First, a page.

New monitoring equipment on Ruapehu and "volcano diplomacy" in Korea
I write the Eruptions blog on Big Think. I've been mesmerized with volcanoes (and geology) all my life. It helps that part of my family comes from the shadow of Nevado del Ruiz in Colombia, where I could see first hand the deadly effects of volcanic eruptions. Since then, I've taken a bit of a winding path to become a volcanologist. I started as a history major at Williams College, almost went into radio, but ended up migrating to geology, including an undergraduate thesis on Vinalhaven Island, Maine. I followed this up by changing coast to get my Ph.D. from Oregon State University. Then I ran a MC-ICP-MS lab at University of Washington for a spell (and wrote for an indie rock website). I spent three years as a postdoctoral scholar at University of California - Davis studying the inner workings of magmatic systems. I am now an assistant professor at Denison University and have projects in New Zealand, Chile and Oregon.
I am fascinated by volcanoes, their eruptions and how those eruptions interact with the people who live around the volcanoes. I started this blog after getting frustrated with the news reports of volcanic eruptions. Most of them get the information wrong and/or are just sensationalistic. I will try to summarize eruptions as they occur, translate some of the volcanic processes that are happening and comment on the reports themselves.
And no matter what people tell you, I definitely do not have a cat named Tephra. (OK, I do).
You can find out more about my research by visiting my website. If you have any comments, questions or information, feel free to contact me at eruptionsblog at gmail dot com.
It definitely hasn't been quiet geologically around the planet, but news about volcanism seems to be in a bit of a lull right now. Most of what I've run across is either about the continuing activity in Indonesia or news about volcano monitoring ...
Korean Peninsula: We have heard about the Baekdu (Changbaishan) caldera numerous times over the last year, which is odd considering it hasn't erupted in over 100 years. However, much like any volcano that has been quiet but has an explosive past, there is a lot of incentive to keep an eye on it. If anything, Baekdu* might be an excellent opportunity to get the two Koreas to talk about anything - think of it as "volcano diplomacy". In this case, the two nations are discussing the threat that the caldera poses to North Korea and China, along with how to improve monitoring efforts on the volcano, especially after what the Koreas have seen in Japan since the Sendai earthquake. Bear in mind, though, there is no evidence that an eruption is coming "within years" are some of the articles imply.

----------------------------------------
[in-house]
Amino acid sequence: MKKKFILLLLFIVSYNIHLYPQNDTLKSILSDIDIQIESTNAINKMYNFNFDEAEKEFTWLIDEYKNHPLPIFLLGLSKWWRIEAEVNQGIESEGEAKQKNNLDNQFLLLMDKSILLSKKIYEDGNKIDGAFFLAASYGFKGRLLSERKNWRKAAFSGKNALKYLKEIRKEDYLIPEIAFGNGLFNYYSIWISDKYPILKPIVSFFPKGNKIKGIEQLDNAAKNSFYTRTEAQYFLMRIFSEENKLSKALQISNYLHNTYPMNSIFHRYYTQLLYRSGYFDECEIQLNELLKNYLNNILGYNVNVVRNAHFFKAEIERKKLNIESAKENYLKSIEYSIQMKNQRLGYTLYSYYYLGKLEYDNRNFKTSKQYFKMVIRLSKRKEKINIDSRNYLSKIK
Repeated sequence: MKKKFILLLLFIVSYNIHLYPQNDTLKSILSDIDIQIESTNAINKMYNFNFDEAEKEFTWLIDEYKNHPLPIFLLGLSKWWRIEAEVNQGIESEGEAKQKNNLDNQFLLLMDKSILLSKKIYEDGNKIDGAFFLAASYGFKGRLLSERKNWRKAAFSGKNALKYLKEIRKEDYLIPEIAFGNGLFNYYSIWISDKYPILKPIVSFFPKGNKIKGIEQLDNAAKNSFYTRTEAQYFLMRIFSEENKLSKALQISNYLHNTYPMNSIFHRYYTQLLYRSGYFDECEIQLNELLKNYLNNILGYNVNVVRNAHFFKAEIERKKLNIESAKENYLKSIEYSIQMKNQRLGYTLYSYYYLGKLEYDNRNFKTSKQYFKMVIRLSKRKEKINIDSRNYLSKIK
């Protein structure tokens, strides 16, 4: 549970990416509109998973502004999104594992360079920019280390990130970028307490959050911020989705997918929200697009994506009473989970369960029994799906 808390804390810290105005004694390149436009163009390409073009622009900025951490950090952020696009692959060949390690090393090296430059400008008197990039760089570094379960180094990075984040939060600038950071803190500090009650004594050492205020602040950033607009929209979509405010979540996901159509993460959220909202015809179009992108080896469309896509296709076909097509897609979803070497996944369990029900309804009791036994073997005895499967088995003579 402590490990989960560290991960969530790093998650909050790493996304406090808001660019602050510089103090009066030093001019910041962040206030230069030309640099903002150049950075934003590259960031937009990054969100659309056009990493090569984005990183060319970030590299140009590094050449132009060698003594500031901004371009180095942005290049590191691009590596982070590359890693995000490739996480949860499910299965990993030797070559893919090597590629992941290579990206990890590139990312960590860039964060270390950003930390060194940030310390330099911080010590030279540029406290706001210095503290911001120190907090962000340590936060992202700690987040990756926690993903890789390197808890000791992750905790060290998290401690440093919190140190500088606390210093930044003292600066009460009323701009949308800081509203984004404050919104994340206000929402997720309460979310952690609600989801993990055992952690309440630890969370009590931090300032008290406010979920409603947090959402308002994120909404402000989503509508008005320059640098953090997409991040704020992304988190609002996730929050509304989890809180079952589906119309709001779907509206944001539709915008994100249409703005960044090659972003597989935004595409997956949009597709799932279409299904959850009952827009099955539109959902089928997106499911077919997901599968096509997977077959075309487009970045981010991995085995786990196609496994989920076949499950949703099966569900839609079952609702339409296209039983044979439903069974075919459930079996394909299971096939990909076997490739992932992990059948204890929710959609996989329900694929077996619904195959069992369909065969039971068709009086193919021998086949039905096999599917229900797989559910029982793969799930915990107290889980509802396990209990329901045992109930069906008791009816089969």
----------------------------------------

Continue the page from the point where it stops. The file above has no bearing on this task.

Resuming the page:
* Apparently Kim Jong Il calls Baekdu his "sacred birthplace". Go figure.
New Zealand: One of New Zealand's most active volcanoes, Mt. Ruapehu, is getting a much needed upgrade to its monitoring systems. A major challenge on Ruapehu, which generates frequent lahars both during and inbetween eruptive periods, is that monitoring equipment can easily get damaged. This prevents much-needed information about mudflows or other activity from getting to authorities, much like what happened during Ruapehu's last eruption in 2007. The new monitoring equipment will be in a location less prone to being destroyed by explosions or lahars and will send data directly to the ski areas on the slopes of the volcano, hopefully allow for more time to evacuate the slopes. The crater lake at Ruapehu has entered a new heating cycle according to the latest GNS report and steam plumes have been reported recently at the volcano as well, but the volcanic alert level remains at 1.
Top left: A shot of the crater area at Ruapehu after the September 2007 eruption, showing the lahars generated with volcanic material mixed with crater lake water, snow and ice at the summit. Click here to see the original image, courtesy of Geonet/GNS Science.
These five main food groups are important for your brain's health and likely to boost the production of feel-good chemicals.
We all know eating “healthy” food is good for our physical health and can decrease our risk of developing diabetes, cancer, obesity and heart disease. What is not as well known is that eating healthy food is also good for our mental health and can decrease our risk of depression and anxiety.
Infographics show the classes and anxieties in the supposedly classless U.S. economy.
For those of us who follow politics, we’re used to commentators referring to the President’s low approval rating as a surprise given the U.S.'s “booming” economy. This seeming disconnect, however, should really prompt us to reconsider the measurements by which we assess the health of an economy. With a robust U.S. stock market and GDP and low unemployment figures, it’s easy to see why some think all is well. But looking at real U.S. wages, which have remained stagnant—and have, thus, in effect gone down given rising costs from inflation—a very different picture emerges. For the 1%, the economy is booming. For the rest of us, it’s hard to even know where we stand. A recent study by Porch (a home-improvement company) of blue-collar vs. white-collar workers shows how traditional categories are becoming less distinct—the study references "new-collar" workers, who require technical certifications but not college degrees. And a set of recent infographics from CreditLoan capturing the thoughts of America’s middle class as defined by the Pew Research Center shows how confused we are.
SMARTER FASTER trademarks owned by The Big Think, Inc. All rights reserved.